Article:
In light of Yovani Gallardo's new contract with the Baltimore Orioles, MLB Players Association chief Tony Clark believes medical information should be more confidential.
When meeting with reporters Saturday at Ed Smith Stadium—the spring training home of the Orioles—Clark was critical of medical records leaking to the public, per Peter Schmuck of the Baltimore Sun:
Medical information shouldn't be public. There's a reason why individuals’ medical information is protected. The idea that those who shouldn't have access to it have access to it and feel compelled to offer it is a concern. … From my vantage point, it is irresponsible and something that we think affects the entire industry and not just the player involved. That's why I think it mutually makes sense to sit down and figure out perhaps there's a better way to do it.
After spending last year with the Texas Rangers, Gallardo agreed to a three-year, $35 million deal with the Orioles on Feb. 21, per Eddie Matz of ESPN.com. However, Baltimore put the deal on hold two days later after concerns came up in Gallardo's physical, per Jeff Passan of Yahoo Sports. Passan noted the Orioles have a notorious past when it comes to player physicals.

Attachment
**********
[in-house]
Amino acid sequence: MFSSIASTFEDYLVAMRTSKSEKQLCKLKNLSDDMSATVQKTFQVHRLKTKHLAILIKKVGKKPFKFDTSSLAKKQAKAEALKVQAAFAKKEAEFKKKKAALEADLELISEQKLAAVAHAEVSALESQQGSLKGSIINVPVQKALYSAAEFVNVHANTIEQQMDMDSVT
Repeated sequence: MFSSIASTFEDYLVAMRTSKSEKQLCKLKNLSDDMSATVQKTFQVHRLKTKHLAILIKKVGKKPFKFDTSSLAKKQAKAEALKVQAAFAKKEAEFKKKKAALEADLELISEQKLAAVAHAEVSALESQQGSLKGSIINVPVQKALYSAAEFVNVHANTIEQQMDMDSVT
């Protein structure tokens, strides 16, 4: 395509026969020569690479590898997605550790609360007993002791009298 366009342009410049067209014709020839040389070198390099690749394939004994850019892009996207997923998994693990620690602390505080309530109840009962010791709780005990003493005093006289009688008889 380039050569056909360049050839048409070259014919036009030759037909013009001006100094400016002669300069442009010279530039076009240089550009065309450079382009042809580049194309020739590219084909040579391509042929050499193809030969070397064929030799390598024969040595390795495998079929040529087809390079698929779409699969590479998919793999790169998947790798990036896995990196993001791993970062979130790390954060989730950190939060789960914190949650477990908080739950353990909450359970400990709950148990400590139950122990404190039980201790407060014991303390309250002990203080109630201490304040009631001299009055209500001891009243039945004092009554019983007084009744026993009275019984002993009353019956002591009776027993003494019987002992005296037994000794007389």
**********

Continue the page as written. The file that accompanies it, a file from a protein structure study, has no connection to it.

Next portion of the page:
The following day, the two sides came to an agreement on a two-year deal worth $22 million with a $13 million team option in Year 3, per Jon Heyman of MLB Network.
Clark said the union could discuss the protocol for releasing medical information and that it's important to ensure privacy between the team and player:
We were connected to Gallardo and his representation throughout. Appreciating what happened, what may have happened and whether there are considerations beyond that to take into account, but that happens with every player, in particular every free-agent player who is going to be subject to a physical and who is going to have his medical information available to clubs who are interested in signing him.
While Clark brought up an important point about privacy, the availability of medical records is important for other teams as well. Knowing the status of a free agent through another team's report could increase the chances of a team staying away or making a better offer.
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